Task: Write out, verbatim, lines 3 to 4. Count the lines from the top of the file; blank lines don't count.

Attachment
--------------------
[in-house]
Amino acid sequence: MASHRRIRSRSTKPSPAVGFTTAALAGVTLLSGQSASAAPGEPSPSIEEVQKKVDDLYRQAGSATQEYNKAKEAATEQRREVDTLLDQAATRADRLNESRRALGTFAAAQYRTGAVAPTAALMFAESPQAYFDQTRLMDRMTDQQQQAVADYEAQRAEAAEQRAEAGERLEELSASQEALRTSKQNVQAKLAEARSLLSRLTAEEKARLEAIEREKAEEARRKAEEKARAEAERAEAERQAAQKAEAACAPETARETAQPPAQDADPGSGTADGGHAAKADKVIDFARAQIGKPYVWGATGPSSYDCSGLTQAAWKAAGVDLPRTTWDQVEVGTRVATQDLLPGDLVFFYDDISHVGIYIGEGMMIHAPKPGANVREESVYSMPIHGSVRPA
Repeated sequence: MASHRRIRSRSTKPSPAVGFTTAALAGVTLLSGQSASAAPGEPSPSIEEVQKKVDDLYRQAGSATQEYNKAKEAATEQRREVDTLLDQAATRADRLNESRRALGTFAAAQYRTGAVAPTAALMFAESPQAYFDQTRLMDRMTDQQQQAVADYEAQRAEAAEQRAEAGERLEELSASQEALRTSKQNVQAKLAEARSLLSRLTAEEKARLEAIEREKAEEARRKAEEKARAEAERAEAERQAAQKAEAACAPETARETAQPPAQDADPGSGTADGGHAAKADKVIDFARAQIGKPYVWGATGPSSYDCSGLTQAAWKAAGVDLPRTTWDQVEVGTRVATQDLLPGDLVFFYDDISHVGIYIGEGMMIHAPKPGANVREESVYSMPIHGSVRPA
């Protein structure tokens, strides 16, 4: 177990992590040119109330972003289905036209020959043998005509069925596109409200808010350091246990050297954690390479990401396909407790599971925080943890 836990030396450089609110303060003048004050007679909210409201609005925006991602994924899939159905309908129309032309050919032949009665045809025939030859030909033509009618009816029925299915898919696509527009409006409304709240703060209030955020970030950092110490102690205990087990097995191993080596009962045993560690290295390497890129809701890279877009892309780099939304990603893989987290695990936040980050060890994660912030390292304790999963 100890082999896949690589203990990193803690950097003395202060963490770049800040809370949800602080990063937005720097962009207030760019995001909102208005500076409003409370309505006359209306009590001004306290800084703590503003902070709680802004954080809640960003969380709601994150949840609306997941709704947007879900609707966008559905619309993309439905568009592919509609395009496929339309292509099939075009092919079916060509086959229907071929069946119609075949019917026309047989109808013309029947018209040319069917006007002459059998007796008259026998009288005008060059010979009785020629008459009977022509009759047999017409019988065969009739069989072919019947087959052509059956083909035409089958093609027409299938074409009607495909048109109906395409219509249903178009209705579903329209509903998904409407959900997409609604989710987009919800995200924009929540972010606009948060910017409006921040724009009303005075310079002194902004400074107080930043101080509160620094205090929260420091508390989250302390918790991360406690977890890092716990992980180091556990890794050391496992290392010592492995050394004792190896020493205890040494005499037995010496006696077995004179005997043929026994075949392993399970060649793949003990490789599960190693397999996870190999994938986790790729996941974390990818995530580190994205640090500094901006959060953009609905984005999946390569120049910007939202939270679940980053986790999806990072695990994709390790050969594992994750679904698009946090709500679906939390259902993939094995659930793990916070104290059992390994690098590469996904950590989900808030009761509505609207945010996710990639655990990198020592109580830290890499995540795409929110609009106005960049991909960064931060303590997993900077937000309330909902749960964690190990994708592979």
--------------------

Repeated sequence: MASHRRIRSRSTKPSPAVGFTTAALAGVTLLSGQSASAAPGEPSPSIEEVQKKVDDLYRQAGSATQEYNKAKEAATEQRREVDTLLDQAATRADRLNESRRALGTFAAAQYRTGAVAPTAALMFAESPQAYFDQTRLMDRMTDQQQQAVADYEAQRAEAAEQRAEAGERLEELSASQEALRTSKQNVQAKLAEARSLLSRLTAEEKARLEAIEREKAEEARRKAEEKARAEAERAEAERQAAQKAEAACAPETARETAQPPAQDADPGSGTADGGHAAKADKVIDFARAQIGKPYVWGATGPSSYDCSGLTQAAWKAAGVDLPRTTWDQVEVGTRVATQDLLPGDLVFFYDDISHVGIYIGEGMMIHAPKPGANVREESVYSMPIHGSVRPA
């Protein structure tokens, strides 16, 4: 177990992590040119109330972003289905036209020959043998005509069925596109409200808010350091246990050297954690390479990401396909407790599971925080943890 836990030396450089609110303060003048004050007679909210409201609005925006991602994924899939159905309908129309032309050919032949009665045809025939030859030909033509009618009816029925299915898919696509527009409006409304709240703060209030955020970030950092110490102690205990087990097995191993080596009962045993560690290295390497890129809701890279877009892309780099939304990603893989987290695990936040980050060890994660912030390292304790999963 100890082999896949690589203990990193803690950097003395202060963490770049800040809370949800602080990063937005720097962009207030760019995001909102208005500076409003409370309505006359209306009590001004306290800084703590503003902070709680802004954080809640960003969380709601994150949840609306997941709704947007879900609707966008559905619309993309439905568009592919509609395009496929339309292509099939075009092919079916060509086959229907071929069946119609075949019917026309047989109808013309029947018209040319069917006007002459059998007796008259026998009288005008060059010979009785020629008459009977022509009759047999017409019988065969009739069989072919019947087959052509059956083909035409089958093609027409299938074409009607495909048109109906395409219509249903178009209705579903329209509903998904409407959900997409609604989710987009919800995200924009929540972010606009948060910017409006921040724009009303005075310079002194902004400074107080930043101080509160620094205090929260420091508390989250302390918790991360406690977890890092716990992980180091556990890794050391496992290392010592492995050394004792190896020493205890040494005499037995010496006696077995004179005997043929026994075949392993399970060649793949003990490789599960190693397999996870190999994938986790790729996941974390990818995530580190994205640090500094901006959060953009609905984005999946390569120049910007939202939270679940980053986790999806990072695990994709390790050969594992994750679904698009946090709500679906939390259902993939094995659930793990916070104290059992390994690098590469996904950590989900808030009761509505609207945010996710990639655990990198020592109580830290890499995540795409929110609009106005960049991909960064931060303590997993900077937000309330909902749960964690190990994708592979």